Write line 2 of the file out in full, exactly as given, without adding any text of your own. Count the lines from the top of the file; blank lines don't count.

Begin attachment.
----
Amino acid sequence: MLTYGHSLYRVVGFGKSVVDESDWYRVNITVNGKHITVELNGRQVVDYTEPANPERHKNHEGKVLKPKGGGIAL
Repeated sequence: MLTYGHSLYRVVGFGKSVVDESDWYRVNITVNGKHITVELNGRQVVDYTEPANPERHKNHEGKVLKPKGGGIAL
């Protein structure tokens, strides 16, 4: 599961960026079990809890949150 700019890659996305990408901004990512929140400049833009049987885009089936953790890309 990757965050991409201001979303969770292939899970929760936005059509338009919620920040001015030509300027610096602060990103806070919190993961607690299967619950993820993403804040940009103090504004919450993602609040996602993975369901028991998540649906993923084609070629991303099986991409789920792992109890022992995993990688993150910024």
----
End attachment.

Repeated sequence: MLTYGHSLYRVVGFGKSVVDESDWYRVNITVNGKHITVELNGRQVVDYTEPANPERHKNHEGKVLKPKGGGIAL